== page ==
|US9454646||Mar 31, 2014||Sep 27, 2016||The Nielsen Company (Us), Llc||Short imagery task (SIT) research method|
|US9474461||Oct 2, 2008||Oct 25, 2016||University Of Utah Research Foundation||Miniature wireless biomedical telemetry device|
|US9480845||Mar 10, 2015||Nov 1, 2016||Cyberonics, Inc.||Nerve stimulation device with a wearable loop antenna|
|US20030018278 *||Oct 1, 2002||Jan 23, 2003||Jordan Neuroscience, Inc.||Electroencephalogram acquisition unit and system|
|US20030055356 *||Sep 13, 2002||Mar 20, 2003||Nihon Kohden Corporation||Method and apparatus for displaying vital sign data|
|US20030171689 *||May 11, 2001||Sep 11, 2003||Jose Millan||System for detecting brain activity|
|US20030195427 *||May 30, 2003||Oct 16, 2003||Masakov Leonid Vasilyevich||Apparatus and method for non-invasive measurement of current functional state and adaptive response in humans|
|US20030233047 *||Jun 18, 2002||Dec 18, 2003||Shun-Pin Lai||Dual-purpose medical curing device|
|US20040077967 *||Feb 13, 2002||Apr 22, 2004||Jordan Kenneth George||Automated realtime interpretation of brain waves|
|US20040079372 *||Oct 23, 2002||Apr 29, 2004||John Erwin R.||System and method for guidance of anesthesia, analgesia and amnesia|
|US20040127809 *||Mar 7, 2002||Jul 1, 2004||Wolfgang Kopke||Device for determining acoustically evoked brain potentials|
|US20040193068 *||Dec 9, 2003||Sep 30, 2004||David Burton||Methods and apparatus for monitoring consciousness|
|US20040243017 *||May 6, 2003||Dec 2, 2004||Elvir Causevic||Anesthesia and sedation monitoring system and method|
|US20040267153 *||Apr 16, 2004||Dec 30, 2004||Peter Bergethon||Detecting ischemia|
|US20050154424 *||Feb 19, 2003||Jul 14, 2005||Peter Tass||Device for locating the target spot of electrodes used for brain stimulation particularly deep brain stimulation|
|US20060051814 *||Aug 10, 2005||Mar 9, 2006||George Jackowski||Methods for predicting outcome in traumatic brain injury|
|US20060116597 *||Nov 28, 2005||Jun 1, 2006||Vesely Michael A||Brain balancing by binaural beat|
|US20060116598 *||Nov 28, 2005||Jun 1, 2006||Vesely Michael A||Brain balancing by binaural beat|
|US20060123202 *||Dec 3, 2004||Jun 8, 2006||Alcatel||Memory based cross compare for cross checked systems|
|US20060224191 *||Sep 23, 2005||Oct 5, 2006||Dilorenzo Daniel J||Systems and methods for monitoring a patient's neurological disease state|
|US20060241562 *||Jun 20, 2006||Oct 26, 2006||John Erwin R||System and method for guidance of anesthesia, analgesia and amnesia|
|US20060264723 *||Jul 26, 2006||Nov 23, 2006||Don Hannula||Hat-based oximeter sensor|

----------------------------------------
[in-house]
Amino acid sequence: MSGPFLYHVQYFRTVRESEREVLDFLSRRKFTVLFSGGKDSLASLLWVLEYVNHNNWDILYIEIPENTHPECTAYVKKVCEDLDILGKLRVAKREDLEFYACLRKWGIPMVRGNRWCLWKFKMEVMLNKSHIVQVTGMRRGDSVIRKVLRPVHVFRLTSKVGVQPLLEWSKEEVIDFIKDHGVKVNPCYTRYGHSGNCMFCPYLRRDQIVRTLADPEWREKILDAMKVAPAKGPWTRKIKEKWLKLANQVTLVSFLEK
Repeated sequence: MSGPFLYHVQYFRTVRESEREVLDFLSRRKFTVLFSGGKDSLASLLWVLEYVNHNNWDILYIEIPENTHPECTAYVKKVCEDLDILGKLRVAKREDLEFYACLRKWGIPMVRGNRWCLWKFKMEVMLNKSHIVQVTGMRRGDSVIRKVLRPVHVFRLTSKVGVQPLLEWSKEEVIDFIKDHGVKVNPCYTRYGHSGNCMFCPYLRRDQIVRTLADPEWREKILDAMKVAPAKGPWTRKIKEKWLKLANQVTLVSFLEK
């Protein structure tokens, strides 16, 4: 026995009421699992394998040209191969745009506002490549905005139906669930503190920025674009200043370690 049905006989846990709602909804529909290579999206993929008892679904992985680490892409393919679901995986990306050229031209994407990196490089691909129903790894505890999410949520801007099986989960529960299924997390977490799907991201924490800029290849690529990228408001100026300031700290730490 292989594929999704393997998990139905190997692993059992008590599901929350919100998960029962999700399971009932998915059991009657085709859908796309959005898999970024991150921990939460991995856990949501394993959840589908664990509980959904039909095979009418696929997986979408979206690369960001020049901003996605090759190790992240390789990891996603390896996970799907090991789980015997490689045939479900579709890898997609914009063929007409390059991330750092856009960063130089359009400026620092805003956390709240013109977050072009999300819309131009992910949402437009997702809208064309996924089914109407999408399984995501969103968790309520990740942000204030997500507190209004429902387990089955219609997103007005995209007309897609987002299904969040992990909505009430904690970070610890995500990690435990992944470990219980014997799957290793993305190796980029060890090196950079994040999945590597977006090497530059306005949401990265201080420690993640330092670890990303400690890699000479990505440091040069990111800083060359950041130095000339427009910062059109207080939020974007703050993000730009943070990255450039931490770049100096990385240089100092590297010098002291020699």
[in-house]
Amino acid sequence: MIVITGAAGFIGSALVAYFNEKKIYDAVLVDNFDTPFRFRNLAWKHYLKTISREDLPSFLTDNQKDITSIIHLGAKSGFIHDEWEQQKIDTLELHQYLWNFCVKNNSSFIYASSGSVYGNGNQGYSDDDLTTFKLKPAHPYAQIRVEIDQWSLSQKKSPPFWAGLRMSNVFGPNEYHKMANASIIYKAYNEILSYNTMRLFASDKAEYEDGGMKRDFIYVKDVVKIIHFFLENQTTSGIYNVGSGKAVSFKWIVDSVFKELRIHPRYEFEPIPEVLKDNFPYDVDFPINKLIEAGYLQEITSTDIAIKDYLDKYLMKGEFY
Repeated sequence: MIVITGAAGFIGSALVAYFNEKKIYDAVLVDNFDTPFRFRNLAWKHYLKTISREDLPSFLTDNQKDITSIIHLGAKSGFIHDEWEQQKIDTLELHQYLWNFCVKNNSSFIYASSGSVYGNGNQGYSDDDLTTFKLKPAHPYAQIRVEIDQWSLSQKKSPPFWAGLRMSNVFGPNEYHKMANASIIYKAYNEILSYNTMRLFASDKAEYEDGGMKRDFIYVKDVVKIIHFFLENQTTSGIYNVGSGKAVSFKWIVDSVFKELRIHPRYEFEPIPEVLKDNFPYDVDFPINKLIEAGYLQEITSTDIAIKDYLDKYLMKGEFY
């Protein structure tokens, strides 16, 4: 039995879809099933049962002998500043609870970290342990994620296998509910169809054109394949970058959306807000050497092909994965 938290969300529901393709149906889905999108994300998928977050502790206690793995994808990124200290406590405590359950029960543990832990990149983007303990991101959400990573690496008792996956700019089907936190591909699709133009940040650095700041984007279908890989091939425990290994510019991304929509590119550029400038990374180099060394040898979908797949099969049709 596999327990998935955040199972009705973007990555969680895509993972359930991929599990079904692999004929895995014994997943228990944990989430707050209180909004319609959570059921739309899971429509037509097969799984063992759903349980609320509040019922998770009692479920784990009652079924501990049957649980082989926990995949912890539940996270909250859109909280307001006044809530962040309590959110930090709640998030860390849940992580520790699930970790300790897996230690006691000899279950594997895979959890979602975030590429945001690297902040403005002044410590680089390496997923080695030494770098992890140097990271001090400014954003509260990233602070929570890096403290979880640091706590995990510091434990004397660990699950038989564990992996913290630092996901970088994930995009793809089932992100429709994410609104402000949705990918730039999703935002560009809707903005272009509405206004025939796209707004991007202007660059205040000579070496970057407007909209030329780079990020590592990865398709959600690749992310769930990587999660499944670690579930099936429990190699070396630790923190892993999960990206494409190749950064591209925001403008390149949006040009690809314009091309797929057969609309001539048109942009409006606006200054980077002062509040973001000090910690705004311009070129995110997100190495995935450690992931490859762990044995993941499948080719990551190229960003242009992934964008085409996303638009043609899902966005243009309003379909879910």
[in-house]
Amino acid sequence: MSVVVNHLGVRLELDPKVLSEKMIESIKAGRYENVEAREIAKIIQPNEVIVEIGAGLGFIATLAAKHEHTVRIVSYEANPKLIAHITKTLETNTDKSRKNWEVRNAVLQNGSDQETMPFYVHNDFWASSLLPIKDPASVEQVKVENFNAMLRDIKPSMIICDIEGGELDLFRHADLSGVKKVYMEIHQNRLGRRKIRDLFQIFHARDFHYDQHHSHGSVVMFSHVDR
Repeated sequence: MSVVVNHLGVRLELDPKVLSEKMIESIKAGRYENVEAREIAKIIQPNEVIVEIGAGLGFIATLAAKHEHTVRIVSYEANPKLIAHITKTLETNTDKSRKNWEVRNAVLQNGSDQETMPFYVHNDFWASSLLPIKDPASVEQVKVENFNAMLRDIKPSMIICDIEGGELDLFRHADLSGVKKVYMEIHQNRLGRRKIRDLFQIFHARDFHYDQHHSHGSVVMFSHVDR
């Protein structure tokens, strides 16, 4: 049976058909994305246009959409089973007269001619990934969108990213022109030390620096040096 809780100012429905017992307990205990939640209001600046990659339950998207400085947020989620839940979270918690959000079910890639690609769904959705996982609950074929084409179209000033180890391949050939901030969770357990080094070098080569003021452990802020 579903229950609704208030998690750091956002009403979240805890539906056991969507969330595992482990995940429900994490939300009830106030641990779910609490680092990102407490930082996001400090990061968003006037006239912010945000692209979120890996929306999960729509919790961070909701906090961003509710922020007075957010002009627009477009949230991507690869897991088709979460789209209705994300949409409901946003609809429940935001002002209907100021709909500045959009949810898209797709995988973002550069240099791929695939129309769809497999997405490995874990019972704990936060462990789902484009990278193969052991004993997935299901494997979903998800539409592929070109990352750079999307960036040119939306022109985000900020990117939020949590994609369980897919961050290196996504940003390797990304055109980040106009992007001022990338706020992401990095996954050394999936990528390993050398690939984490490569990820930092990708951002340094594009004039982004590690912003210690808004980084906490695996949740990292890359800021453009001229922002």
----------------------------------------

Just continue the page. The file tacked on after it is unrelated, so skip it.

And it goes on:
|US20060264726 *||Jul 28, 2006||Nov 23, 2006||Nellcor Puritan Bennett Incorporated||Forehead sensor placement|
|US20060264727 *||Jul 28, 2006||Nov 23, 2006||Nellcor Puritan Bennett Incorporated||Forehead sensor placement|
|US20060281984 *||Jul 28, 2006||Dec 14, 2006||Nellcor Puritan Bennett Incorporated||Forehead sensor placement|
|US20070032737 *||Aug 2, 2005||Feb 8, 2007||Elvir Causevic||Method for assessing brain function and portable automatic brain function assessment apparatus|
|US20070048707 *||Aug 8, 2006||Mar 1, 2007||Ray Caamano||Device and method for determining and improving present time emotional state of a person|
|US20070073355 *||Nov 15, 2006||Mar 29, 2007||Bioneuronics Corporation||Apparatus and method for closed-loop intracranial stimulation for optimal control of neurological disease|
|US20070085690 *||Oct 16, 2005||Apr 19, 2007||Bao Tran||Patient monitoring apparatus|
|US20070161919 *||Dec 29, 2006||Jul 12, 2007||Bioneuronics Corporation||Methods and systems for continuous EEG monitoring|
|US20070162086 *||Dec 29, 2006||Jul 12, 2007||Bioneuronics Corporation||Monitoring efficacy of neural modulation therapy|
|US20070167694 *||Dec 21, 2006||Jul 19, 2007||Everest Biomedical Instruments Co.||Integrated Portable Anesthesia and Sedation Monitoring Apparatus|
|US20070191727 *||Jun 16, 2005||Aug 16, 2007||Neuronetrix, Inc.||Evoked response testing system for neurological disorders|
|US20070208212 *||May 2, 2007||Sep 6, 2007||Dilorenzo Daniel J||Controlling a Subject's Susceptibility to a Seizure|
|US20070265533 *||May 12, 2006||Nov 15, 2007||Bao Tran||Cuffless blood pressure monitoring appliance|
|US20070273504 *||May 16, 2006||Nov 29, 2007||Bao Tran||Mesh network monitoring appliance|
|US20070276270 *||May 24, 2006||Nov 29, 2007||Bao Tran||Mesh network stroke monitoring appliance|
|US20080004904 *||Aug 30, 2006||Jan 3, 2008||Tran Bao Q||Systems and methods for providing interoperability among healthcare devices|
|US20080027347 *||Jun 21, 2007||Jan 31, 2008||Neuro Vista Corporation, A Delaware Corporation||Minimally Invasive Monitoring Methods|
|US20080027515 *||Jun 21, 2007||Jan 31, 2008||Neuro Vista Corporation A Delaware Corporation||Minimally Invasive Monitoring Systems|